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Department of Pathology


Our Research

Our researchers study viruses in all their diversity – from viruses with large DNA genomes such as poxviruses and herpesviruses and viruses with small DNA genomes such as papilloma and polyomaviruses, to retroviruses such as HIV, and many viruses with RNA genomes including noroviruses, bunyaviruses, Zika virus, astroviruses, enteroviruses and SARS-CoV-2. We also study plant and insect viruses and even viral ‘dark matter’ from environmental samples. We are interested in how viruses infect and replicate within cells, how they evade host immune responses and cause disease, how they evolve, and how viruses can be repurposed as biotechnological tools. Our different research groups have diverse interests but also work closely together to apply the latest techniques to the most pressing questions in virus research. Our work covers cell biology, molecular biology, protein and RNA structure and function, computational biology and bioinformatics, biophysics, genetic screens, proteomics, imaging, organoids, and high-throughput sequencing.

Members of the Division also work closely with companies to develop new approaches to prevent or control viral outbreaks by developing new vaccine platforms, to test new drugs, or even to develop new engineering solution for filtering viruses from the air. Our researchers have also been involved in SARS-CoV-2 and Ebola virus outbreak responses, working closely with agencies such as WHO and the UK Government. We have close links with colleagues across the University of Cambridge, with research institutes like the MRC Laboratory of Molecular Biology, the Francis Crick Institute and the Pirbright Institute, and with members of the international research community.

Division Head: Professor Andrew Firth

Our Research Groups

Irigoyen Group

Understanding the role of Zika virus genome translation in viral pathogenicity and disease.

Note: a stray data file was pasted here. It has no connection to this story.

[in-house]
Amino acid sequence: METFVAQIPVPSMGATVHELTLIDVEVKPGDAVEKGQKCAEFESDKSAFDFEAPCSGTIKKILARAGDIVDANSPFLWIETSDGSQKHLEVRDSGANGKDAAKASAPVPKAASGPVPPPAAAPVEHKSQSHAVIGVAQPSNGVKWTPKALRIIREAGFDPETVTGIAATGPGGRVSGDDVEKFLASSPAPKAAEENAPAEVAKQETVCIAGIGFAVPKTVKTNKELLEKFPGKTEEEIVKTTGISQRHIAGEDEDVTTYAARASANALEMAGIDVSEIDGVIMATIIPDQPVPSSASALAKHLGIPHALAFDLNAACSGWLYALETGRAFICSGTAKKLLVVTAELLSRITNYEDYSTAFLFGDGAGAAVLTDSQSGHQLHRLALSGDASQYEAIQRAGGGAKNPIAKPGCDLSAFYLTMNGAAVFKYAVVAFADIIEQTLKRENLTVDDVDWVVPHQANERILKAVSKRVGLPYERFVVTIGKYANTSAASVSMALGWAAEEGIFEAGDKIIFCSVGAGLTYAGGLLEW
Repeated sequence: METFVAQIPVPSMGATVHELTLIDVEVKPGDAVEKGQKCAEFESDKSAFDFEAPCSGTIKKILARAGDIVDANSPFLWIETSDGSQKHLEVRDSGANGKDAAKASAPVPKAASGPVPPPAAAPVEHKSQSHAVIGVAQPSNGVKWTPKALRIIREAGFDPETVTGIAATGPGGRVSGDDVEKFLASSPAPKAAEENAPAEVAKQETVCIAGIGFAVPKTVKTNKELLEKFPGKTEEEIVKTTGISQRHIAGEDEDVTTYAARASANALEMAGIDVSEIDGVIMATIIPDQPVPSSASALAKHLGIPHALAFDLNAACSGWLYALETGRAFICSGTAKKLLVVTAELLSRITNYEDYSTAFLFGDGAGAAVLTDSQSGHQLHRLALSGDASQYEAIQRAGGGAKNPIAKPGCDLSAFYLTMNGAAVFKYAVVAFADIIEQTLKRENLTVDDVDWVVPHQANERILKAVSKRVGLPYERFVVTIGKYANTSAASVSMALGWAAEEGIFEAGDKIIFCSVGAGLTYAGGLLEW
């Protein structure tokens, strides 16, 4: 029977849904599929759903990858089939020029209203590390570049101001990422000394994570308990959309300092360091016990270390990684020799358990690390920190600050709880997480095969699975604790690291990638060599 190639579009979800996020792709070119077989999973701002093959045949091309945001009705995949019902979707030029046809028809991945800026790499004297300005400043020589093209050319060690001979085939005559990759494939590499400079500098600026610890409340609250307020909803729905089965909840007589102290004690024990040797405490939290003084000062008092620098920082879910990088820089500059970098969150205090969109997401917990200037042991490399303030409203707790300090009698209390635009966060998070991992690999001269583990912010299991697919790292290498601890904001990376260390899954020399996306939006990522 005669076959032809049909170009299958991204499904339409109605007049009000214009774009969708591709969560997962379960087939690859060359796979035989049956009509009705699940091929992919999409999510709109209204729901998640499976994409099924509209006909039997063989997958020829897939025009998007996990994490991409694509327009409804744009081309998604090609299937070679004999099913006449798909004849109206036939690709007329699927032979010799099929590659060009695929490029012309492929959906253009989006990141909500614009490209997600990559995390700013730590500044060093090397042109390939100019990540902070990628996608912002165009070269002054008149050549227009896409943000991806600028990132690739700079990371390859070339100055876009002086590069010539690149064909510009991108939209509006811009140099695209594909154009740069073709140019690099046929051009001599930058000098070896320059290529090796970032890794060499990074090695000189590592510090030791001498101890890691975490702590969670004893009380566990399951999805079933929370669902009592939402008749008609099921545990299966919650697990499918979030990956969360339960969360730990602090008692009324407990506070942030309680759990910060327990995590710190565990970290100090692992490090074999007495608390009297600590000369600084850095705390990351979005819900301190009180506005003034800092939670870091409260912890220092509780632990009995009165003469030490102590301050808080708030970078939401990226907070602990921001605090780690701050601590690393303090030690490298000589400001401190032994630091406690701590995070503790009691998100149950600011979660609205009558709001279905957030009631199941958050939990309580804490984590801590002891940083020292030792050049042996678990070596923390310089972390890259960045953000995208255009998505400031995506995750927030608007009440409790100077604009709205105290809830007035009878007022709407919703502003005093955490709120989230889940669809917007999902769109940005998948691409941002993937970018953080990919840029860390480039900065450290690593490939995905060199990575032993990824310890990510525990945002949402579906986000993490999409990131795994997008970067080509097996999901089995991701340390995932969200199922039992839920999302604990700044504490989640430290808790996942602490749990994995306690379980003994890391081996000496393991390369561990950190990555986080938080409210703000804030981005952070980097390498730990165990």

Crump Group

We investigate how viruses interact with and modify host cells during different stages of their infection cycles.

Doorbar Group

Research in the Human papilloma viruses (HPV) laboratory seeks to understand how HPV infection leads to disease.

Lulla Group

Replication and pathogenicity of intestinal RNA viruses.

Goodfellow Group

Characterisation of the novel mechanism of calicivirus protein synthesis.

Graham Group

We seek to understand the molecular mechanisms by which viruses remodel the composition and architecture of host membranes during infection.

Firth Group

We are interested in RNA virus molecular biology, gene expression, translational control, comparative genomics, and NGS analysis.

 Collier Group 

Our work is seeking to understanding HIV-1 replication in the brain as a cause of brain injury, treatment escape and barrier to achieving HIV cure.

Kenyon Group

Structure and function of viral RNAs with a focus on HIV, dengue and flu.

Skittrall Group

Our work is at the interface between mathematics and molecular virology.

Brierley Group

Translational control,  Ribosomal frameshifting and readthrough, Virus gene expression, RNA structure and function.

Kouzarides Group

Our group is interested in defining the mechanisms by which chromatin modifications function to regulate cellular processes.


Poole Group

Our group is researching the molecular mechanisms that control HCMV latency.